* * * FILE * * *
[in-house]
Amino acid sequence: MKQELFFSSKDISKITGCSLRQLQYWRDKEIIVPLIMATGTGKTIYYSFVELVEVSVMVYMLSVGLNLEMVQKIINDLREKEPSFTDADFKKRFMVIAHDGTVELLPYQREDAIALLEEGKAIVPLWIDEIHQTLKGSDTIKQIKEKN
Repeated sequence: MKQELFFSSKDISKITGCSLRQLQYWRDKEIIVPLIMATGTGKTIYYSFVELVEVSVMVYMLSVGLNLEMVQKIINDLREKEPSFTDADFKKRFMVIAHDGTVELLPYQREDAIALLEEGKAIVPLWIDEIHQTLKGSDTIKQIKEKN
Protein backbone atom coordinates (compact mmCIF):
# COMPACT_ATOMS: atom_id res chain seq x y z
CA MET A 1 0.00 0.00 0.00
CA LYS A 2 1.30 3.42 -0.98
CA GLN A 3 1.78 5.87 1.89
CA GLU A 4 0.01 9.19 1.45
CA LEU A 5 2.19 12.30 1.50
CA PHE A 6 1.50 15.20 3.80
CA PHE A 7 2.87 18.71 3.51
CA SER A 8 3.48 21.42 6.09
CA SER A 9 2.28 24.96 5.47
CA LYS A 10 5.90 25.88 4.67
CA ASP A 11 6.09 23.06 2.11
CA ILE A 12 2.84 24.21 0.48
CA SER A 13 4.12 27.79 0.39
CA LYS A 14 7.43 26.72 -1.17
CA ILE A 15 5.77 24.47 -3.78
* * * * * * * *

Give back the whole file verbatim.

[in-house]
Amino acid sequence: MKQELFFSSKDISKITGCSLRQLQYWRDKEIIVPLIMATGTGKTIYYSFVELVEVSVMVYMLSVGLNLEMVQKIINDLREKEPSFTDADFKKRFMVIAHDGTVELLPYQREDAIALLEEGKAIVPLWIDEIHQTLKGSDTIKQIKEKN
Repeated sequence: MKQELFFSSKDISKITGCSLRQLQYWRDKEIIVPLIMATGTGKTIYYSFVELVEVSVMVYMLSVGLNLEMVQKIINDLREKEPSFTDADFKKRFMVIAHDGTVELLPYQREDAIALLEEGKAIVPLWIDEIHQTLKGSDTIKQIKEKN
Protein backbone atom coordinates (compact mmCIF):
# COMPACT_ATOMS: atom_id res chain seq x y z
CA MET A 1 0.00 0.00 0.00
CA LYS A 2 1.30 3.42 -0.98
CA GLN A 3 1.78 5.87 1.89
CA GLU A 4 0.01 9.19 1.45
CA LEU A 5 2.19 12.30 1.50
CA PHE A 6 1.50 15.20 3.80
CA PHE A 7 2.87 18.71 3.51
CA SER A 8 3.48 21.42 6.09
CA SER A 9 2.28 24.96 5.47
CA LYS A 10 5.90 25.88 4.67
CA ASP A 11 6.09 23.06 2.11
CA ILE A 12 2.84 24.21 0.48
CA SER A 13 4.12 27.79 0.39
CA LYS A 14 7.43 26.72 -1.17
CA ILE A 15 5.77 24.47 -3.78